We all know that mostly stars are at the center of planetary systems, but is it possible that instead of a star there was a rocky planet in the center with stars (and other planets and moons) orbiting it?

To be more concrete: Is it possible for a star to have the same mass and radius as e.g. the Moon and orbit a planet like Earth at the same distance (at which Moon orbits Earth in actuality)?

To further distinguish this from similar questions, I want to further ask whether the star will still be able to shine and fuse hydrogen if its mass and radius would be the same as the mass and radius of the Moon. Or is there a lower limit to the size of a star that can shine and fuse hydrogen?

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    $\begingroup$ Can you reword your second paragraph? I do not understand what you are trying to say. $\endgroup$ – NeutronStar May 6 '14 at 18:13
  • $\begingroup$ Are you asking if the equivalent of a geocentric system is possible? $\endgroup$ – Jim May 6 '14 at 18:14
  • $\begingroup$ Until your second paragraph, it seemed more like you were asking if there could be rocky objects in a galaxy which don't orbit any star. $\endgroup$ – Jack M May 6 '14 at 22:46
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    $\begingroup$ I disagree that this is a duplicate. The first part of the question is duplicate. But the second part of this question asks about whether or not the star that size could fuse hydrogen and shine. While the answers to the other question address the issue that the giant planet would become a star, they do not explicitly address whether the small star could still be a star $\endgroup$ – Jim May 7 '14 at 13:33
  • $\begingroup$ Is the question (rephrased) "can you have a rocky (terrestrial) body massive enough that a small star could be considered to be in orbit around it?" If the smallest red dwarf (hydrogen-fusing) is around 80000 Earth masses, the "planet" would have to be at least 1 million or so Earth masses. According to other answers below, something that large (assuming it didn't collapse into a neutron ball or even a black hole) would be mostly gas (a super super Jupiter). So, the short answer is "No". $\endgroup$ – Phil Perry May 7 '14 at 17:21

Is it possible for a star to have the same mass and radius as e.g. the Moon and orbit a planet like Earth at the same distance (at which Moon orbits Earth in actuality)?

No. The lowest mass type of star is a Brown Dwarf, which still has a mass greater than that of Jupiter. Even brown dwarfs have too little mass to fuse light hydrogen.

Neutron stars can have much smaller radii than the moon, and white dwarfs can be about the same size of the moon, but they have much greater masses.

  • $\begingroup$ ...and neither neutron stars not white dwarfs fuse hydrogen, either. $\endgroup$ – Thriveth May 7 '14 at 13:53
  • $\begingroup$ @Thriveth, yes, I answered the question before it was edited to add the "Another question...fuse hydrogen..." part. $\endgroup$ – DavePhD May 7 '14 at 14:25
  • $\begingroup$ Sure, was just a detail :) $\endgroup$ – Thriveth May 7 '14 at 14:27

This is not possible.

The lowest possible mass for a main sequence star (sustaining H-1 fusion; it's the regular kind of star) is around 80 Jupiter masses. Just below this, objects are referred to as Brown Dwarfs, which are technically not stars. Whereas the highest possible mass for a terrestrial planet is about 5-10 Earth masses (as per here). Above this cutoff, an object is so massive that it attracts enough gas to qualify as a gas planet (or larger object)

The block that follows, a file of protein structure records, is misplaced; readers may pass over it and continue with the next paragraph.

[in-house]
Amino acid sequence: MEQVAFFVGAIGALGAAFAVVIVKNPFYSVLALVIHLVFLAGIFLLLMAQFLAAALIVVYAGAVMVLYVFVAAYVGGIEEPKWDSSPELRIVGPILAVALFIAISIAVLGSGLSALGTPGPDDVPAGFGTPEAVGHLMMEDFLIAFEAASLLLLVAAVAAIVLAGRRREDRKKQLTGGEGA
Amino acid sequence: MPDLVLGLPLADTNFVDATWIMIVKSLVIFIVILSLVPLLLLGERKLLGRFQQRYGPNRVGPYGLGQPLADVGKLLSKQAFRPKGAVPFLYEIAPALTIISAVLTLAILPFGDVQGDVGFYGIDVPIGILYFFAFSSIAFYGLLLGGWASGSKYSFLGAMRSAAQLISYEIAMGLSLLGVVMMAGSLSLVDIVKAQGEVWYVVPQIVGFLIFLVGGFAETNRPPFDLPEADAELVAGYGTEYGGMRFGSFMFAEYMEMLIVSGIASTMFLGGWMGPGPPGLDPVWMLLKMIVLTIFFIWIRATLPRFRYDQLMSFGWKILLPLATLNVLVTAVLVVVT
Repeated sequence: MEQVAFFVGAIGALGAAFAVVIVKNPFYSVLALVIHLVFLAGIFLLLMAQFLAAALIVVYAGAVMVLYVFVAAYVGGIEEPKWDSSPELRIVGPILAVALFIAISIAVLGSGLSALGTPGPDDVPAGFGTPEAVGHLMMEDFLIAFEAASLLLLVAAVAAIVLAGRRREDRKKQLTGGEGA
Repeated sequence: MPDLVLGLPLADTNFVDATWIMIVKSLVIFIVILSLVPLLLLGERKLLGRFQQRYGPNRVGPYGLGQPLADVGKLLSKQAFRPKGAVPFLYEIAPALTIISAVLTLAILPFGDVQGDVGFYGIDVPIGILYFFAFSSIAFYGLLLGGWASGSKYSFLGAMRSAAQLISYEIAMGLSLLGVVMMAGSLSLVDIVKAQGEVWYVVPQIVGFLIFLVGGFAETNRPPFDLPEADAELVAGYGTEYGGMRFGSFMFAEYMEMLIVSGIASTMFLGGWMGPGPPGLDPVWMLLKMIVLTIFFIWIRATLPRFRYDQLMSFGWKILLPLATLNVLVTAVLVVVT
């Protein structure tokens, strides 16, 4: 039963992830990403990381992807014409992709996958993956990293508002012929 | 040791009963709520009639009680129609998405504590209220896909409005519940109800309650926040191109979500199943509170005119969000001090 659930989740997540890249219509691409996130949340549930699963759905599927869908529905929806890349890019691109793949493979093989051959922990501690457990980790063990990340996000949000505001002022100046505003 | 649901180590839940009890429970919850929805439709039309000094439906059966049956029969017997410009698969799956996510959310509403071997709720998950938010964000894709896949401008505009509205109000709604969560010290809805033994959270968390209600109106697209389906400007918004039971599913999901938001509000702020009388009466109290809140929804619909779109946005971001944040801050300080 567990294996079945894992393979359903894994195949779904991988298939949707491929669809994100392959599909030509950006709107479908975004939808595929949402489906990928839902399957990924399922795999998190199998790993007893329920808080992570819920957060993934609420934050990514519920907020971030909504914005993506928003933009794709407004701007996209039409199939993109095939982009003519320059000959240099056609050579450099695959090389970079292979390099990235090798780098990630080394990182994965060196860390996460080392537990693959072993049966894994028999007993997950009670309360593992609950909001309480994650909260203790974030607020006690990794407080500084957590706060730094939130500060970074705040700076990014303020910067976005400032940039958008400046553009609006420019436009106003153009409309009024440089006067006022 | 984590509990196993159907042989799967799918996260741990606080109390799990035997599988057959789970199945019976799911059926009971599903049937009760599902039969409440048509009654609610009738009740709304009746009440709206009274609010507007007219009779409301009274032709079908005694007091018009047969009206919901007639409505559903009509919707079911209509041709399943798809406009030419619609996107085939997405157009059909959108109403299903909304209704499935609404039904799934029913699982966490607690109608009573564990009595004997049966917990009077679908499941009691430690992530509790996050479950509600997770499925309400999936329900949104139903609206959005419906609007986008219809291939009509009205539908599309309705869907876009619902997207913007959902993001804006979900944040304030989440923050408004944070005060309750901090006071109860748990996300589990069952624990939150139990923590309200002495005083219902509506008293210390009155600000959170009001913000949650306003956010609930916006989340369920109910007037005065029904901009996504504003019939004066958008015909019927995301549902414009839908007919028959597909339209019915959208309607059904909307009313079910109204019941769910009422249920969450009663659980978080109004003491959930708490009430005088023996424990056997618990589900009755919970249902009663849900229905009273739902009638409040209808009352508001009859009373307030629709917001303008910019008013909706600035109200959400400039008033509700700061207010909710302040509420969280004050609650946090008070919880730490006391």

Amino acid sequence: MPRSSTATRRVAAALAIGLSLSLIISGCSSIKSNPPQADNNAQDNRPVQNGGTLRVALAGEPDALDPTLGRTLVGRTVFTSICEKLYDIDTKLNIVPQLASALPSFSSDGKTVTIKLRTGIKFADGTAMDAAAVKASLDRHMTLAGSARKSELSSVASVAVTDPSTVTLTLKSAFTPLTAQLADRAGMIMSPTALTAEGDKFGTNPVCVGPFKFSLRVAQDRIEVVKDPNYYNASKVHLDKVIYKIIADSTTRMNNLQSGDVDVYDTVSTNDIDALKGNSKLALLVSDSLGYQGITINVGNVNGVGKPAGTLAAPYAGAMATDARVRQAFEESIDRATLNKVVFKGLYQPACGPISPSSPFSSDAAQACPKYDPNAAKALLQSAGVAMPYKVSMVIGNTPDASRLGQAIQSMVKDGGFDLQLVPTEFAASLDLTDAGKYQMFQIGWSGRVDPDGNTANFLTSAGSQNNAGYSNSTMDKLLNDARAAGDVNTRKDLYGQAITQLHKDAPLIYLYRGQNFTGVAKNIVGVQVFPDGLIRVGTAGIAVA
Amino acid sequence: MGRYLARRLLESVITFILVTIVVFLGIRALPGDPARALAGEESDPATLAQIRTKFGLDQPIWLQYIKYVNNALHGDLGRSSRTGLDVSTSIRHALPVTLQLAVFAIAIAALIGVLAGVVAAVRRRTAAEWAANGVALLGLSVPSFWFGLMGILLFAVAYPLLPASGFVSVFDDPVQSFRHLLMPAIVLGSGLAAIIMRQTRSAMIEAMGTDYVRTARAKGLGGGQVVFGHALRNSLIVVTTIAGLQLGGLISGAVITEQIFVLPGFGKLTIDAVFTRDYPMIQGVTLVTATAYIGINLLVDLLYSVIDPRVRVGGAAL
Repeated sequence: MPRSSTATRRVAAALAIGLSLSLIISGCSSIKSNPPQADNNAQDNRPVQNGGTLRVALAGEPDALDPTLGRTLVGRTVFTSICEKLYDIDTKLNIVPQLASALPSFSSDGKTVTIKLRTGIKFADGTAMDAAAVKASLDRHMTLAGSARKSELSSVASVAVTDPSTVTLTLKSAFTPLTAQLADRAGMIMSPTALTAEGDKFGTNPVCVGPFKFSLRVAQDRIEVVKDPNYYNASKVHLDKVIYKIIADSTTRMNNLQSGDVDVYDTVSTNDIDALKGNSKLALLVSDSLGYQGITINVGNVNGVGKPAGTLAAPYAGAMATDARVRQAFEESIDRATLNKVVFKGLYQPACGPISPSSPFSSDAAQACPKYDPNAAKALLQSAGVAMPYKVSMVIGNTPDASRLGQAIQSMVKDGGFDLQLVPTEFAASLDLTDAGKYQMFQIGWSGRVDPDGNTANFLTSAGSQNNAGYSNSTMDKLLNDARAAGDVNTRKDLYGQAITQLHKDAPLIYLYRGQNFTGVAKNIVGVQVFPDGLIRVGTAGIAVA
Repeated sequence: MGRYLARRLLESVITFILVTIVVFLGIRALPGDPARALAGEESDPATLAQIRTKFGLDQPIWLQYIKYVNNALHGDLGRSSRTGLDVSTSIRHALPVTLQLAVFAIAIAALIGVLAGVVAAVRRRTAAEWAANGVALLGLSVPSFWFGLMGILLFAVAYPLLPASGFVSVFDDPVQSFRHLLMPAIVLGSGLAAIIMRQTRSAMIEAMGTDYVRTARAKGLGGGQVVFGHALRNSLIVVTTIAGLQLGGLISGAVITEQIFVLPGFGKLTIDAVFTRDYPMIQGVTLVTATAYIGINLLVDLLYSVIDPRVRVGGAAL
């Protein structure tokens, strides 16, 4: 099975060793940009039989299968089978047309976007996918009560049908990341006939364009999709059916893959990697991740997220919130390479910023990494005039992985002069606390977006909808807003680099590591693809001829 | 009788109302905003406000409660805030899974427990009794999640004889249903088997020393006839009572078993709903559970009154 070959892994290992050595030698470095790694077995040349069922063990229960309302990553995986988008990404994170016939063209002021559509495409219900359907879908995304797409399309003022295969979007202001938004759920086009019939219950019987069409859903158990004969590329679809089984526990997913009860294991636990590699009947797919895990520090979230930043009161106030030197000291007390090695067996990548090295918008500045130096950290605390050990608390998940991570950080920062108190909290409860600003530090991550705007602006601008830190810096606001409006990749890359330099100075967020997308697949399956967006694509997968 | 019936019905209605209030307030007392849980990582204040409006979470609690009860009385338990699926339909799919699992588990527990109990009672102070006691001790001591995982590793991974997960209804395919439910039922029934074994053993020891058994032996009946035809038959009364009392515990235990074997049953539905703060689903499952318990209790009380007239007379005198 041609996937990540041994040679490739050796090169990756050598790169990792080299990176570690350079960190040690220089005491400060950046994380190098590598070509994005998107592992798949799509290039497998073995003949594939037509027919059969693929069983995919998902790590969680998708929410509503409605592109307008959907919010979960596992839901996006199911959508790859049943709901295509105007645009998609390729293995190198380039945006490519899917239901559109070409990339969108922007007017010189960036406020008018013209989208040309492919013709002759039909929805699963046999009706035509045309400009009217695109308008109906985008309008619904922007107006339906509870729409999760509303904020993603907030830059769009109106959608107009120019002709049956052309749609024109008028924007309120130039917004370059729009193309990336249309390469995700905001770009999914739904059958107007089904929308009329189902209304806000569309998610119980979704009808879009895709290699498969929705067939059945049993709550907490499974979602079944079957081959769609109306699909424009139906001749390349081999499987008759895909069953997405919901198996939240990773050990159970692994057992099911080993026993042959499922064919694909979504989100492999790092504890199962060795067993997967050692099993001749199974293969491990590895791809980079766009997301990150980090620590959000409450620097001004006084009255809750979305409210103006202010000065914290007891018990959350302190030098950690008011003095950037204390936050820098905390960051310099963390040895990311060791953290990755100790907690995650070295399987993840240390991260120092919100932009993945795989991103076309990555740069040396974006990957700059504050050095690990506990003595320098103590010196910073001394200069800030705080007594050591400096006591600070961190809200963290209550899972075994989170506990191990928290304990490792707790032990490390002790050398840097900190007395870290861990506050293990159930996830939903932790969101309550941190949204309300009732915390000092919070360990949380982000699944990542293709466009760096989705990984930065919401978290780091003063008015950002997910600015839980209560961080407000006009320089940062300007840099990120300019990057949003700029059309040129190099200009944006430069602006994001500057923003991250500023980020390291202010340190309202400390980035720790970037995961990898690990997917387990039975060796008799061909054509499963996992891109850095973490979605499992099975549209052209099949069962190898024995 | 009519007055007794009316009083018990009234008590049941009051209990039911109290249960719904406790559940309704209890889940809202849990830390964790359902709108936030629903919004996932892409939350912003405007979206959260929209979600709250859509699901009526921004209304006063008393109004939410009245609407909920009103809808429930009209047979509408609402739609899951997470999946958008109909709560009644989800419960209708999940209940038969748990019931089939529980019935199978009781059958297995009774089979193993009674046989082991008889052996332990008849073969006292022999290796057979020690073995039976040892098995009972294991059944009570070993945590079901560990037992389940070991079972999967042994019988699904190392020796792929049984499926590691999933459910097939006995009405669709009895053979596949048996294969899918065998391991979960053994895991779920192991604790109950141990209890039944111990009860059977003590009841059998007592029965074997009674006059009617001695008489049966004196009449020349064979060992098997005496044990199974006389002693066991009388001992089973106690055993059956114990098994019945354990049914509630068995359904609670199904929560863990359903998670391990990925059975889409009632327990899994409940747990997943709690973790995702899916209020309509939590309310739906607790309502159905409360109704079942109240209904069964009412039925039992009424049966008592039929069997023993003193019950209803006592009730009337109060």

For a star below the 75-80 Jupiter mass cutoff, it cannot fuse Hydrogen-1. Below 13 Jupiter masses, it cannot even fuse deuterium. All of these masses are well above the 5-10 Earth masses that is the cutoff for a terrestrial object.

The following image might help to illustrate the relative scales of different astronomical bodies. As you can see, a brown dwarf can only emit the faintest glow and is still much more massive than Earth-sized objects.

enter image description here

In short, anything massive enough to fuse Hydrogen and emit light in the visible spectrum would be far more massive than a neighbouring rocky object. So much so that it would always seem as though the rocky object is orbiting the center of the star, not the other way around.


Orbits are a funny thing, in space bodies have gravitational effects on one another. In a system like our solar system none of the objects including the sun are truly stationary in relation to one another. Even stars move around based on the gravitational pull of their planetary bodies. this wobble allows us to detect planets in solar systems far away from ours and even estimate their masses.

In actual fact bodies including stars really orbit the center of mass of the system (cf the hammer throw example). I would suggest that a star (like the head of a hammer) doesn't always have to be the center of mass of the system and hence a star could theoretically orbit around a center of mass at which there happened to be a planet.

In real terms however this would be incredibly unlikely and would not be defined by the mass of the object at the CoM of the system.

One plausible scenario where this might occur would be two stars of similar sizes orbiting each other with a planet stuck in balance between them.

  • $\begingroup$ If we frame your "plausible scenario" as a Lagrange L1 point, these are not absolutely stable and would rapidly decay into a chaotic orbit for the planet around the binary center of mass. $\endgroup$ – hardmath May 7 '14 at 12:43
  • $\begingroup$ @hardmath i dont think the lagranian point math applies here as this describes a gravitational neutral point not necessarily the center of mass of the system. a lagarian point moves with the orbit of the bodies the CoM does not $\endgroup$ – Not loved May 7 '14 at 13:24